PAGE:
'Oh, we're in for one of those movies", I thought as Images trotted out strange doppelgangers, obsessively peering cameras, and phantoms that either aren't there at all, or are taking the place of real people. It's frustrating until Susannah York's sensitive performance starts to sink in. These Twilight Zone-inflected weird tales usually end up in a trite twist of fate, or fold in on themselves in solipsistic self-worship. Images has real intelligence beyond its cleverness.
York makes the very disturbed Cathryn into someone we can care about. She wanders about her house as a stranger in her own environment and not as a Zombie, like Catherine Deneuve in Repulsion. Convinced that her phantom lovers are not real, she goes on a campaign to destroy them, a particularly bad idea. If one is so turned around that one cannot tell what's what and who's who, there's no telling what one might shoot. The film has a sickly suspenseful section when we become convinced that Cathryn really has murdered someone, and only thinks that the corpse on her floor is a mirage. It may not be a horror film, but at this point Images touches heavily upon the ghost of Edgar Allan Poe in The Tell-Tale Heart.
Cathryn's problem is psychological and about sex. Her husband patronizes her, and his best friend molests her at every opportunity - unless he's a phantom, in which case she fantasizes that he's molesting her. She's sure her old boyfriend Rene is a ghost. He has a nasty habit of suddenly turning into her husband or speaking with her husband's voice. She can't even tell who she's talking to half the time, and neither can we as we strain to figure out the film's sly web of logic.
Cathryn is in the center of the confusion, not simply observing it as an outsider who can escape as soon as the puzzle is solved. She's still sexually involved with all three men, at least inside her own head. She has a dreaded fear of a doppelganger copy of herself; if we take the film literally, Cathryn may never reach the country estate, but stays in the heather while the copy takes over for her.
Symbols come at us from all sides: birds that cannot be caught, puzzles that won't go together, and strange animal symbols - sheep, dogs, an elk's head. Cathryn periodically narrates the fantasy book text that appears as voiceover. Or is the voice sometimes that of young Susannah (Cathryn Harrison), who openly offers that she might be a younger Cathryn?
Speaking of frustratingly clever games, screenwriter Altman has chosen to give his actors' names to his characters, but he's scrambled them up. It's one of the few gimmicks that seems forced; the saving grace of Images are its honest performances and Vilmos Zsigmond's cautious cinematography. The lush Irish countryside and the well-appointed houses are immediately accepted as strange but real. Altman the director infuses his scenes with oddness without resorting to telltale genre visuals or giveaway camera angles. In general, we're shown everything all the time and there are no story essentials withheld from our view. That doesn't mean that we can trust anything Cathryn hears or sees, however.
The acting is all good, but Susannah York is remarkable. She never seems anything less than natural. She has a distinctive, non-starlet scream that will set your teeth on edge. She does an excellent scene, after a terrible fright, where she's begging her husband to make love to her. I've never seen a moment like that work anywhere else.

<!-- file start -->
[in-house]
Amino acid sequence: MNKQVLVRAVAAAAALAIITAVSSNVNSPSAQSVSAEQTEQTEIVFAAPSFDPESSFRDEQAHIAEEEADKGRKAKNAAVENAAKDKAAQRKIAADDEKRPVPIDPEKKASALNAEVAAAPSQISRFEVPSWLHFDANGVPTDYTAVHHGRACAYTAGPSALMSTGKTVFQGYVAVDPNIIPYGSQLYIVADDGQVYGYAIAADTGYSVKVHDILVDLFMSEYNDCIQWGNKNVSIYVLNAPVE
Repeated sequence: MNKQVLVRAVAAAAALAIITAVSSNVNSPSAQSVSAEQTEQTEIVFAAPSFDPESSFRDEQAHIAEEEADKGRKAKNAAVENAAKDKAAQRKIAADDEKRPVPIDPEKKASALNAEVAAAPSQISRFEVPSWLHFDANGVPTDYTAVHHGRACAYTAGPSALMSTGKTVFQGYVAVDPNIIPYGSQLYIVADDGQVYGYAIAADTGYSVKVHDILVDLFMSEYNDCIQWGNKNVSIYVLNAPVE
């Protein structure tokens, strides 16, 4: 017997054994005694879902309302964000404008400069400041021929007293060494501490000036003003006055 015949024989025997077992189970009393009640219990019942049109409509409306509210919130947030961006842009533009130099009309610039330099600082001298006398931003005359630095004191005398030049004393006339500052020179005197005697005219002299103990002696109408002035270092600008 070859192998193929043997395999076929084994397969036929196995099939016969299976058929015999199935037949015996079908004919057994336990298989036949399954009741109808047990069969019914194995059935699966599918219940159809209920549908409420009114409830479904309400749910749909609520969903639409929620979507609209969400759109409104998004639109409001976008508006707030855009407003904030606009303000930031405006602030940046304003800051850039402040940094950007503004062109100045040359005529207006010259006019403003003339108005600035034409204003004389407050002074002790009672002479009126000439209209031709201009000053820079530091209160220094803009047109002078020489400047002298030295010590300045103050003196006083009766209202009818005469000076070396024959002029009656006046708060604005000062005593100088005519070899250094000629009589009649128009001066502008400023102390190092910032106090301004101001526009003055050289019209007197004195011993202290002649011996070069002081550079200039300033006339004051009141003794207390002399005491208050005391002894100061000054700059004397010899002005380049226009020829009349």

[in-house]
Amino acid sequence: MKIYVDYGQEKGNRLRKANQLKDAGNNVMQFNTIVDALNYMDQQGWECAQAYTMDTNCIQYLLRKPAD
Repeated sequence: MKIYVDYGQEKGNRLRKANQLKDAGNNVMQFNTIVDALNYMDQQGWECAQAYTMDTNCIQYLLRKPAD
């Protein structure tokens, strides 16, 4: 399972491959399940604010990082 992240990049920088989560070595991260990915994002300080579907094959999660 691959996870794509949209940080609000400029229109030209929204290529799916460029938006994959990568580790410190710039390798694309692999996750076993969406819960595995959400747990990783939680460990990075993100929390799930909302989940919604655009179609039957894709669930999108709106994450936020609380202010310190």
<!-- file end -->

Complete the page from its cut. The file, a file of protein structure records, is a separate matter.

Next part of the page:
John Williams' interesting score is highlighted with strange Japanese sounds by Stomu Yamashta. Perhaps the only cliché is when the soundtrack bursts with exotic noises that evoke the Toho ghost story omnibus Kwaidan. But the weird string plucks and percussion hits don't dominate the track, or ever happen when we expect them. It's a great progressive score.
Even when the mystery of Images appears to be solved, we're at a loss to put Cathryn's full psychosis together. She remains an enigma, as does Altman's film. Images is the darling of Altman's boosters and the picture many naysayers point to when giving evidence for his cinematic impeachment. It's not a picture for a lazy viewer, that's for sure.
MGM's DVD of Images is a stunning enhanced transfer of perfect elements. The encoding preserves the soft pastels and many shots with planes of de-focused shapes and vignetting, with a minimum of extra 'digital grain'. The mono track is dynamic and rich-sounding.
MGM in-house producer Greg Carson provides a good illustrated interview with Altman and (briefly) his cameraman Zsigmond. Altman says right up front that his story is psychological and not about ghosts, but gives away little about other details of the film. Instead, he delves into his philosophy of filmmaking, eventually coming to some conclusions that will play like wisdom from heaven for Altman fans. He was good on the commentary for The Long Goodbye but is so inspired by Images that we have to think that abstract drama is his favorite subject. He mentions Quintet as another rejected offspring he holds close to his heart; I hope he's not harboring any plans to champion O.C. and Stiggs as the 'true' Altman movie.
The disc also has a 'selected scenes commentary' that I was not willing to replay the entire movie to audit, sorry. I'm sure it's good. Perhaps it's better for a commentator to talk when he has something to say, instead of filling up a track with blather.
The original trailer is elaborate, no, very elaborate, actually, too elaborate for its own good. It actually carries a credit for the French trailermaker who put it together.
On a scale of Excellent, Good, Fair, and Poor,